21 Savage Issa Album Slaughter Gang / Epic

06 10

Having rapidly earned the reputation of Atlanta’s hardest new rapper, last year 21 Savage teamed up with Metro Boomin for their pitch-perfect nine-track project – Savage Mode. Among his many accolades, Metro has become Future’s most trusted producer – and therefore a chief architect of the curious cultural phenomenon that is depressive turn-up music. The minimal and melancholic sound Metro tailored for Savage Mode cloaked 21’s murmured threats with sad ambience, suggesting pain behind the rapper’s dented shield of toxic masculinity. 

This time, the stakes are higher. The official album status is still a gesture that’s taken seriously in the hip-hop industry, while 21 Savage has become a minor celebrity due to his relationship with Amber Rose and the “Issa” meme (when asked what the cross tattoo on his forehead signifies in a video interview, 21 bluntly replied: “Issa knife”), which has inspired a ‘lifestyle brand’ and a Spotify-created promotional website alongside this album’s title.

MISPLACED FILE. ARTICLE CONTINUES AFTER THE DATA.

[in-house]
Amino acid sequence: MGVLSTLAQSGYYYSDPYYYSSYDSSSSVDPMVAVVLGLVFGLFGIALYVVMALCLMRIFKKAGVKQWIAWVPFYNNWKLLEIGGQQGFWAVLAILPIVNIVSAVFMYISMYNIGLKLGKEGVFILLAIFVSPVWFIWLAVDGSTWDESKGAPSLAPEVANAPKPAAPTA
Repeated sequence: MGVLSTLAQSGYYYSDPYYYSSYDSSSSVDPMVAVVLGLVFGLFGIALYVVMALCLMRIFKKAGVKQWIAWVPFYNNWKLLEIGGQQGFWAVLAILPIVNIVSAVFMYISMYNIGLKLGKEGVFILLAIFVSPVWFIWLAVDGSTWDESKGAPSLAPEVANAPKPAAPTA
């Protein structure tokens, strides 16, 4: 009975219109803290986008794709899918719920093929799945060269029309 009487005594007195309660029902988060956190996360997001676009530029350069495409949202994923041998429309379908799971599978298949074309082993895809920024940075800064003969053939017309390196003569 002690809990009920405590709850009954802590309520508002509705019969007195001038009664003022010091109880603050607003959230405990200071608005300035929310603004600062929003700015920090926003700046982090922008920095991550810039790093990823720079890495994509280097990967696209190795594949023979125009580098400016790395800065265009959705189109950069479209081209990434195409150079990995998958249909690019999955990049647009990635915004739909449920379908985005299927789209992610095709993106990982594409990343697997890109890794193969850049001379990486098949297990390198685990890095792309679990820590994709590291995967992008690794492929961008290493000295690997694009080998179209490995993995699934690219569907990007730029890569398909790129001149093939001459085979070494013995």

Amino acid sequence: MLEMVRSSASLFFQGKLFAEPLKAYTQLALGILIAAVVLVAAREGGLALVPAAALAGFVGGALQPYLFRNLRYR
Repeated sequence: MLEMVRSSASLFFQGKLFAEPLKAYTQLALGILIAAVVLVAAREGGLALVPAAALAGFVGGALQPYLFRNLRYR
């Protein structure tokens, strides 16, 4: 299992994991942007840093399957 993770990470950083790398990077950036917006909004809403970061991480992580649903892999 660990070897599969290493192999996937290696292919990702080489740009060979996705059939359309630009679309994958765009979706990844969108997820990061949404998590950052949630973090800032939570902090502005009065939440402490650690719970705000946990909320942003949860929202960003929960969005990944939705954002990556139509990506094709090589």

Metro Boomin handles the bulk of Issa Album’s production, and the LP largely sticks to the formula of Savage Mode – albeit with extra musical decoration. The busier the beat, the more 21 Savage’s effortless vocal style is eclipsed, and his foray into RnB with the DJ Mustard-produced FaceTime is a straight up misfire. There are also tracks which see 21 try to force a hook or phrase into your consciousness with sheer repetition, and they don’t always stick. 

Issa Album doesn’t quite improve on a trademark sound, and there’s the nagging feeling that 21 Savage’s classic record is already behind him. But lyrically there are interesting diversions from stone-faced nihilism. 21’s disclaimer that he “ain’t being political” on Nothin New turns to be a red herring before he flings out thoughtful rhymes fit for the wokest MCs (“Civil rights came so they flood the hood with coke/ Breakin’ down my people, tryna kill our faith and hope”) and there’s pleasure to found in the knowledge that, after all his troubles, 21 Savage is embracing the joy of being a successful musician: “Used to jump niggas, now we jumping in a crowd/ Used to make my mama cry, but now I make her proud”.

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